Governor sees ‘major outbreak’ of coronavirus cases in the General Assembly, says more legislators need to wear masks

Two of the nine in-person legislators visible in this screenshot of the House Appropriations and Revenue Committee Thursday were wearing masks. At least one member participated remotely. (KET)

By Al Cross
Kentucky Health News

Saying he believes the General Assembly is having “a major outbreak” of coronavirus cases, Gov. Andy Beshear said Thursday that legislators need to take more preventive precautions.

“I think everybody should be wearing a mask,” Beshear said when asked at a press conference if lawmakers should do more. “I think a ton of legislators have had Covid in the last week or so, based on the numbers of folks that are voting remotely, based on them having to take a day off from the General Assembly because so many people had Covid.

“I mean, dear Lord, put on mask if you know a bunch of people around you have Covid. It’s just basic protections. We don’t have to be tougher than the person next to us. Nobody is watching us to see how scared or not scared that we are. This isn’t some test of masculinity. I mean, it is a virus; wear a mask. It protects you, but hey, if you’ve got it and even if you don’t know it, you wanna spread it to the person next to you that might have a terrible reaction to it? It’d be terrible to be in the legislature and to lose a seatmate to your right or to your left.”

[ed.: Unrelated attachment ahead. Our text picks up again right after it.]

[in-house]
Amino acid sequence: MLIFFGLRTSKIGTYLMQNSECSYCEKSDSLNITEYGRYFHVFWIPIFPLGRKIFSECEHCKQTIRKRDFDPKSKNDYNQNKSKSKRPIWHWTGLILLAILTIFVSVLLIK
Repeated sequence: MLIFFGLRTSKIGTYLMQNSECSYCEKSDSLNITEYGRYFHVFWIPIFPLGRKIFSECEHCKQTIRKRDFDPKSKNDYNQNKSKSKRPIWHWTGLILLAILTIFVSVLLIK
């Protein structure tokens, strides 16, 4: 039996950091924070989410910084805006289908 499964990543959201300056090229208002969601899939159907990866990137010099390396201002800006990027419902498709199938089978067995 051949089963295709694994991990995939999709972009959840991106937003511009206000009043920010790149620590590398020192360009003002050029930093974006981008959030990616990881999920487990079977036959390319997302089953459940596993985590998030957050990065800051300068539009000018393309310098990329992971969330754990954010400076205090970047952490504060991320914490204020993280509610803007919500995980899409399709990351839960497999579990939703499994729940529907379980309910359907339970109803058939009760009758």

Beshear noted that he has made testing available to everyone in the Capitol. “If they’re unwilling to wear a mask, at least get tested every day so you know that you’re not potentially exposing people around you,” he said. “But remember, if the person next to you hasn’t been tested, you need to wear a mask to make sure you have all of that protection.”
Noting that his Executive Branch is masked up, the Democratic governor said, “We have not had major outbreak that I think they’re seeing on the legislative side. That’s because masks work.”
House Speaker David Osborne told Kentucky Health News, “While we do not comment on the private health status of individual legislators, I would caution the governor and anyone else who makes an assumption based on the use of remote voting and a change in our legislative schedule. Assumptions are dangerous and contribute nothing.

“In fact, the decision to change the legislative calendar was made when we decided to meet on Saturday, Jan. 8 but was contingent on the governor presenting his budget recommendations. Let me also stress that we have used remote learning and other methods since the beginning of the pandemic and will continue to do so at our discretion.”

Many state legislatures are taking a more relaxed attitude, reports Sean Scully of States Newsroom: “In many states you’d hardly know that we were entering the third year of a pandemic.”

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